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Government ‘eroding public trust’ in asylum system with Rwanda scheme

The Government is ‘eroding public trust’ in Britain’s asylum system by over-promising and under-delivering with its controversial Rwanda policy, MPs have been told (Victoria Jones/PA)
The Government is ‘eroding public trust’ in Britain’s asylum system by over-promising and under-delivering with its controversial Rwanda policy, MPs have been told (Victoria Jones/PA)

The Government is “eroding public trust” in Britain’s asylum system by over-promising and under-delivering with its controversial Rwanda scheme, MPs have been told.

The Refugee Council said the policy will not solve the problem of asylum-seekers making dangerous journeys across the English Channel, but is already resulting in “significant human suffering” for those awaiting removal.

Chief executive Enver Solomon told the Home Affairs Committee: “We had a Home Secretary who said to the public that she will make the route across the Channel unviable. It was totally unrealistic.

“We’ve had a Home Secretary who’s now said that the deal was Rwanda is going to solve the issue of people making dangerous journeys, which is an absolute issue that we are concerned about and we want to end as well. But it will not do that.

“So, if you over-promise and under-deliver, you erode public trust in the asylum system. And that is not what should be happening.”

Mr Solomon said dozens of people are thought to be in detention pending their removal to the central African country, while another witness said “disorientated” and “frightened” detainees are expressing suicidal thoughts and struggling to eat.

Theresa Schleicher, a casework manager for the charity Medical Justice, said one man served with a notice of intention to remove him was medically assessed and found likely to be lacking the capacity to understand his situation due to severe mental illness.

Some young people who say they are children have not been properly age-assessed, MPs were told, while some of those who have received notices of intent for removal are suspected victims of trafficking.

The Home Office was accused of “batting back” charities’ concerns.

Mr Solomon said: “We have seen children self-harming because they’re so worried and anxious about being sent to Rwanda. That can’t be what anyone wants to see as a consequence of this policy.

“And our grave concern is that, when we raised this with the Home Office, there didn’t seem to be any serious desire to exercise their duty of care, particularly in relation to children who are experiencing this extreme trauma and this extreme level of anxiety.”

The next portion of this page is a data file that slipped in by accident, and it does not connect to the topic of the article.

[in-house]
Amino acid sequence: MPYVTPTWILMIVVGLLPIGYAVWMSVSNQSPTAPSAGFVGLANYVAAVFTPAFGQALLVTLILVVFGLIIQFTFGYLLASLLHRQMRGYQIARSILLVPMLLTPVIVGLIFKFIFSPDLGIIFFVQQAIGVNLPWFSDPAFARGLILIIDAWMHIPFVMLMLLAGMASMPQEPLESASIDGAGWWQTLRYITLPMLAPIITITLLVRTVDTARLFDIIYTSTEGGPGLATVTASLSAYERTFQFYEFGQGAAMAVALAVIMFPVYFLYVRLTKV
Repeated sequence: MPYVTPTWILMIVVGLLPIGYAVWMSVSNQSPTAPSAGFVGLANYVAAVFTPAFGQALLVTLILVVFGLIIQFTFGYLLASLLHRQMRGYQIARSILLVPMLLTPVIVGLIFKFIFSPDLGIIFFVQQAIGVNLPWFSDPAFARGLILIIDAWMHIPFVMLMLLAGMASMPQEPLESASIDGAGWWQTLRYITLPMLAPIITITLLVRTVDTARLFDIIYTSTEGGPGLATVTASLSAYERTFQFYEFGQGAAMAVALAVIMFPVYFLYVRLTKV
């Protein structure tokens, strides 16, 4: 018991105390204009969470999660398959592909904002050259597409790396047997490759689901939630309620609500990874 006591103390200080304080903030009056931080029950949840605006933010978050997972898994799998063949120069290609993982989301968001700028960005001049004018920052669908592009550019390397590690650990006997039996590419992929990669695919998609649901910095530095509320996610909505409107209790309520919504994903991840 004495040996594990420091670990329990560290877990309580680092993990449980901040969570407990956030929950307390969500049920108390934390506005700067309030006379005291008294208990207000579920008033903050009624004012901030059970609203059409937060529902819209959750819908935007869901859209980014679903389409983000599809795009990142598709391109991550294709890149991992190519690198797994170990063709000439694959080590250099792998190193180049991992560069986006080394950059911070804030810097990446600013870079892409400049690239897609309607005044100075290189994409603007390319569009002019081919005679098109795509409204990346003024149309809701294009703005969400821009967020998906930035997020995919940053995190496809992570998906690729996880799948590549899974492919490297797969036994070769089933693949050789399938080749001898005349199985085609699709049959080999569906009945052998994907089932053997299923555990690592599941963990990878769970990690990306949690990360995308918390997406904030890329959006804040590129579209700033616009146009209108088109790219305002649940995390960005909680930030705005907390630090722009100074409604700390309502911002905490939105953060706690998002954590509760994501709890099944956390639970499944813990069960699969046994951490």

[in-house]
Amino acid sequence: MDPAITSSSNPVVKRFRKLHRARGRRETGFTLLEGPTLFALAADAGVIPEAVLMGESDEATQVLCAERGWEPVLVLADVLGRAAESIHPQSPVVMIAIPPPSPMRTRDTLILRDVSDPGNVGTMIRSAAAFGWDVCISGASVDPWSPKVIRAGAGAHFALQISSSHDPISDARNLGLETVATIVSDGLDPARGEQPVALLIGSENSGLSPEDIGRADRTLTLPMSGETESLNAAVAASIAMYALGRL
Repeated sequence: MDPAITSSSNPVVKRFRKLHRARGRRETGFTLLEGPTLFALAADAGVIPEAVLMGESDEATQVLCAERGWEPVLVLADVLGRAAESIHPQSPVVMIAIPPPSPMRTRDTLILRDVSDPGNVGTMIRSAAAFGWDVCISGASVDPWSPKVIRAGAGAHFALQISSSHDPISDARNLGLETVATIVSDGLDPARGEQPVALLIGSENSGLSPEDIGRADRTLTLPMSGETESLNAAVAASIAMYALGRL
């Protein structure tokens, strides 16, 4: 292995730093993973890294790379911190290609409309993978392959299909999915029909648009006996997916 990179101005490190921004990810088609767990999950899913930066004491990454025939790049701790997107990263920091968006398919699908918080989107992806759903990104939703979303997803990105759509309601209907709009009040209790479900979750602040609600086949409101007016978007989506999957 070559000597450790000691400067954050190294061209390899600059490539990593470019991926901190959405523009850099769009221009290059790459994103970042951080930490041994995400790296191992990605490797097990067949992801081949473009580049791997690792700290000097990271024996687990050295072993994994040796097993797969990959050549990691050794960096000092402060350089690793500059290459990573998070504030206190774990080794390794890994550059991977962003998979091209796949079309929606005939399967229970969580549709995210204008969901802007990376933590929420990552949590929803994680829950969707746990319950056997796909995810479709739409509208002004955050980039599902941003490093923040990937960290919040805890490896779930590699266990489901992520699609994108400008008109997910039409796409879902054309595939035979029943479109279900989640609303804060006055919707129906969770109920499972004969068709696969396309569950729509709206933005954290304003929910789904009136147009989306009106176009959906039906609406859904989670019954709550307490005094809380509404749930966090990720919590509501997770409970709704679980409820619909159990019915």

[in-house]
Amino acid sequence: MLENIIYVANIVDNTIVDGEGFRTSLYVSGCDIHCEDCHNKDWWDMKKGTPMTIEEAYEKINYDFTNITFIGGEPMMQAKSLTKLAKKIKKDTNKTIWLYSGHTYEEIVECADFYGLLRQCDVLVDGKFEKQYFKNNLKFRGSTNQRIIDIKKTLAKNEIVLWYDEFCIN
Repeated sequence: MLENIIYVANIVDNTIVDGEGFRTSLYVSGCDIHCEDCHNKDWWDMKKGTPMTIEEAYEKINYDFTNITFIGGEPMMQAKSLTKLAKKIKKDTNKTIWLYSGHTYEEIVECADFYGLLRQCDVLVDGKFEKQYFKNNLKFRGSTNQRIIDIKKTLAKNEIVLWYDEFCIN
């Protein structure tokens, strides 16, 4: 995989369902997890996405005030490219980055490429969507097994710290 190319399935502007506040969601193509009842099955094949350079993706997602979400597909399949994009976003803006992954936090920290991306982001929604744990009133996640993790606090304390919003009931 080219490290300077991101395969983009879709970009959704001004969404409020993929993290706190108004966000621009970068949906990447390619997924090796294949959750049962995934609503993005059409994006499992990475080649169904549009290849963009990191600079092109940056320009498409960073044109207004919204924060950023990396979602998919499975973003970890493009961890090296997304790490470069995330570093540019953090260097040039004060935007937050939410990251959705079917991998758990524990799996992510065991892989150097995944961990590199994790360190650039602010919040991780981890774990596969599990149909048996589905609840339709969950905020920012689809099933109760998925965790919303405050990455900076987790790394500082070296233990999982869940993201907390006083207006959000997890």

The Home Office said it takes the welfare of people in its care “extremely seriously” and has robust safeguards.

MPs were told by a second panel of witnesses that it is “too soon” to say if the Rwanda scheme will deter people from making dangerous journeys across the Channel.

The numbers arriving do not seem to have changed much since the policy was announced, but the “jury’s still out” as nobody has yet been sent to Rwanda, said former Border Force director-general Tony Smith.

He called for more international co-operation to help the UK deal with small boat crossings, and said the UK needs to overcome political issues with France to get back round the table with them.

Asylum-seekers in Calais face “miserable conditions”, with a lack of support and significant police presence, Mr Smith said, adding: “The question is, if you’re going to stop the boats, how are you going to stop the boats?

“If you can’t persuade the French to behave in a different way, you have to deny them what they are seeking, which is settlement in the UK.

“And now, if the Rwanda model does start, and we do actually see publicly… that there is a possibility or even a likelihood that you may well find yourself not getting settlement in the UK, but you may find yourself in a third country, they may choose, despite their miserable conditions they’re in in Calais, not to come and to pursue their applications to remain in the EU, but I’m afraid I don’t know because it’s too soon to say.”

Another former immigration boss said “reasonable numbers” of people are likely to need to be removed to Rwanda if the policy is to deter asylum-seekers from making dangerous journeys to reach the UK.

David Wood, former director-general of Immigration Enforcement, said: “And then I don’t think there’s any prospect that all migrants will suddenly stop coming across the Channel.

“I think what it could do is maybe have an impact and reduce the numbers, but I think that they’re only likely to reduce if they see there is a real chance or risk of them, when they arrive in the UK, being taken to Rwanda.”

A Home Office spokeswoman said: “Our world-leading partnership with Rwanda is a key part of our strategy to overhaul the broken asylum system and break the evil people-smugglers’ business model.

“We take the welfare of all those in our care extremely seriously and have robust safeguards in place to protect vulnerable people.

“Nobody will be relocated if it is unsafe or inappropriate for them.”

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